“In Vermont, we meet monthly. We have a charter signed by agency secretaries and we have annual business plans,” said John Adams, Director for the Vermont Center for Geographic Information. “The group includes 11 voting representatives from different agencies/departments, with more people attending depending on the agenda. Standards and policies are primarily worked out by subgroups. For the past year, we’ve been having ‘GeoEnlightenment’ sessions an hour before each meeting, which typically involves a guest speaker. These have been well received.”

“In the state of Montana, we hold monthly meetings with state agency GIS managers and leads,” explained Erin Fashoway, Montana State GIS Coordinator. “Our discussions include agency technical needs, presentations on agency’s successes and failures, Montana Spatial Data Infrastructure (MSDI) data updates, and reviewing state policy/best practices, as well as the non-technical issues such as software contracts. We are about to go through the process setting goals for the upcoming year.”

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NSGIC Releases First-Year Report for Geo-Enabled Elections Project, Including First Draft of Best Practices for Implementing GIS in Elections

Jamie Chesser | December 17, 2018

National States Geographic Information Council (NSGIC) has released the first-year report of phase one of its Geo-Enabled Elections project, highlighting the project’s accomplishments in the first twelve months. These include completing a baseline assessment of how far states have come, to date, in terms of integrating geographic information systems (GIS) with electoral systems, as well as assembling a team of leaders and experts to help guide the project. The project team has also facilitated conversations with a wide range of stakeholder groups, aimed at raising awareness of the importance of using geospatial technology to increase reliability and accuracy in elections.

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South Central TX LiDAR Project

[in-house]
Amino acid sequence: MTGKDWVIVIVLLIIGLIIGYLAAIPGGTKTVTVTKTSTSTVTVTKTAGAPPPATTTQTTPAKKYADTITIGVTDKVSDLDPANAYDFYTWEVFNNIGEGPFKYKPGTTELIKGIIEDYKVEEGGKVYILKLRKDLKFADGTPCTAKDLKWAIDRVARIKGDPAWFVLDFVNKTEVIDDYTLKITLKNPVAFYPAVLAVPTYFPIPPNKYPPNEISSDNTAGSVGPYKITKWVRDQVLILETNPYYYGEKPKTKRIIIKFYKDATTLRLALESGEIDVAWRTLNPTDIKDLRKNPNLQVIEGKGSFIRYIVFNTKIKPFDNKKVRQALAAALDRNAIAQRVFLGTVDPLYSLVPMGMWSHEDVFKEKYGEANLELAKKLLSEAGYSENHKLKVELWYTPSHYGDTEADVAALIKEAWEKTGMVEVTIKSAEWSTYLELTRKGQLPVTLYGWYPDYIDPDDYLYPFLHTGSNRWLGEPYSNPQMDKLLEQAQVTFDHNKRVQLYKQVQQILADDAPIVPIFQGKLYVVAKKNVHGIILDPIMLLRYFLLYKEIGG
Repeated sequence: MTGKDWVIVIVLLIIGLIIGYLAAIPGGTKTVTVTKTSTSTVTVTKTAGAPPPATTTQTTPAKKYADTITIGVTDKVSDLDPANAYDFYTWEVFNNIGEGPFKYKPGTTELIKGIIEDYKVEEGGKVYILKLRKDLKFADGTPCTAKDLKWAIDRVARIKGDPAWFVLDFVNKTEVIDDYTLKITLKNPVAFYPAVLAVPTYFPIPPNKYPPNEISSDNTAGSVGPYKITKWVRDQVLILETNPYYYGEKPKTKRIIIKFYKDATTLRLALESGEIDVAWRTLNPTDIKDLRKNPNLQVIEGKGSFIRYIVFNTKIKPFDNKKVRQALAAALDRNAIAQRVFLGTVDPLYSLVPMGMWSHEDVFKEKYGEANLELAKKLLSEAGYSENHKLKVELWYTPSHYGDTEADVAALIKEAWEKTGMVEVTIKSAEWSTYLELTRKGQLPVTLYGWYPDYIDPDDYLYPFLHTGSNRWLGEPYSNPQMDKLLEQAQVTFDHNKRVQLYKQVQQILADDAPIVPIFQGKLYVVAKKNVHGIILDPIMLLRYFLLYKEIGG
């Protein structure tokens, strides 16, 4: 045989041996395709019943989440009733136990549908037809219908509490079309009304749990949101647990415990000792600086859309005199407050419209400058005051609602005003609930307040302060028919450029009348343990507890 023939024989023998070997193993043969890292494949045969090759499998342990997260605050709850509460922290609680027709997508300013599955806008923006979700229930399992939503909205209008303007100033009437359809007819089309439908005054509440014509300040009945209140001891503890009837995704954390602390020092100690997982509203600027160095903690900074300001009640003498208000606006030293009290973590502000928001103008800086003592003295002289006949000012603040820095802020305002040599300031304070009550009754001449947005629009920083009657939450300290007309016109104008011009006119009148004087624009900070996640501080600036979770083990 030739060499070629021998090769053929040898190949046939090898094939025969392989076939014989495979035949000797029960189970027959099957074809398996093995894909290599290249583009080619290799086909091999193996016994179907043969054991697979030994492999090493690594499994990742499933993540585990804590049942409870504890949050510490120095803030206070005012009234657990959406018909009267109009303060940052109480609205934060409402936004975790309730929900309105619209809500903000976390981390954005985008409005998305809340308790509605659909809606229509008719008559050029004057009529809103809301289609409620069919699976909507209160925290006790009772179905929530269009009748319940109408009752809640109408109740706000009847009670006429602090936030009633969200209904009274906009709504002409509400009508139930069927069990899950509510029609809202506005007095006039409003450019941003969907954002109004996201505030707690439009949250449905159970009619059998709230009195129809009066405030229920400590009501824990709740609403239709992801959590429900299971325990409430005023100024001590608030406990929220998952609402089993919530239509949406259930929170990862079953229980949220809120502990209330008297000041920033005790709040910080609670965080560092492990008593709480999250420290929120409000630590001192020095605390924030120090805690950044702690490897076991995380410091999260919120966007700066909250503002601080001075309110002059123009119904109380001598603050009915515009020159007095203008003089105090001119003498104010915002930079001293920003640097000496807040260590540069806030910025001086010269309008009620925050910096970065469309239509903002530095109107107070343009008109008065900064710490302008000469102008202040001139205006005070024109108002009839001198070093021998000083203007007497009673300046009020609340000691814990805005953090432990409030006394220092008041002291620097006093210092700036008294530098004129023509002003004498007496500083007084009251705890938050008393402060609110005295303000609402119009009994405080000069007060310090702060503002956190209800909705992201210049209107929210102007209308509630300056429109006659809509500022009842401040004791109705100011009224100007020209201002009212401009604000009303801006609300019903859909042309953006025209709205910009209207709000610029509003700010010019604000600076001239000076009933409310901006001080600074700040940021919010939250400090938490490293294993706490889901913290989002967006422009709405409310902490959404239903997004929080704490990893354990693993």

Enhanced Hydrology in Texas LiDAR by Merrick-Surdex JV Critical to Risk Mapping

Sponsor Content

In 2017 the USGS selected the Merrick-Surdex Joint Venture to collect and process LiDAR data of approximately 17,950 square miles in Southwest Texas. One of the funding partners to the project, FEMA, required new elevation data in order to reclassify older hydrographic features to improve flood map accuracy. The data will be used to assist in risk management of potential flooding areas, due to significant shifts in precipitation over the past decade. 

The State of Texas has experienced a nearly decade-long drought; in February 2018, nearly 90% of the state was under a drought warning. Within one year, these conditions shifted dramatically – in 2018, rains had been so persistent and heavy that by October less than 5% of the state was under a drought warning. This sudden increase in such a large volume of water has created a scenario with a notable risk of overflowing and flooding of once-dry riverbeds. The state consequently switched from a drought status to a situation of potential widespread flooding, with all the subsequent possibility of damage. FEMA and Texas Water Development Board (TWDB) anticipating the effects of such a situation, initiated a project with the USGS to obtain data to manage this new condition. 

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State Spotlight: Utah

Matt Peters
Automated Geographic Reference Center Director

Interviewed by Tim Bohn | November 28, 2018

For Utah GIO Matt Peters, successful statewide GIS coordination is all about communicating a vision and helping everyone speak the same language. It takes strategy and finesse, he said, to “make sure the tide raises all boats.”

Helping stakeholders embrace that vision means focusing on the data rather than getting caught up in the technology. “Data is the foundation and is fundamental to analysis,” he said. “For example, address ranges affect geocoding, so if the quality is not there, nothing moves forward. Today … improved, polished data [is available] for use in web services. Point-in-polygon matching is also more accurate.”

In fact, said Peters, the goal is that “the map is an afterthought [because] it’s all about the data. Used data gets better.”

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Licensed Commercial Imagery as an Enterprise Resource: The Terms Matter!

By Bert Granberg | November 19, 2018

“Let’s get everyone working on the same map!”

This is a compelling, succinct goal that speaks to the value of taking an ‘enterprise-wide approach’ to acquiring GIS data resources, including high-resolution aerial photography. It’s a safe bet that the “on the same map” argument was part of the advocacy efforts of states that have successfully sought and received support to build public domain imagery programs.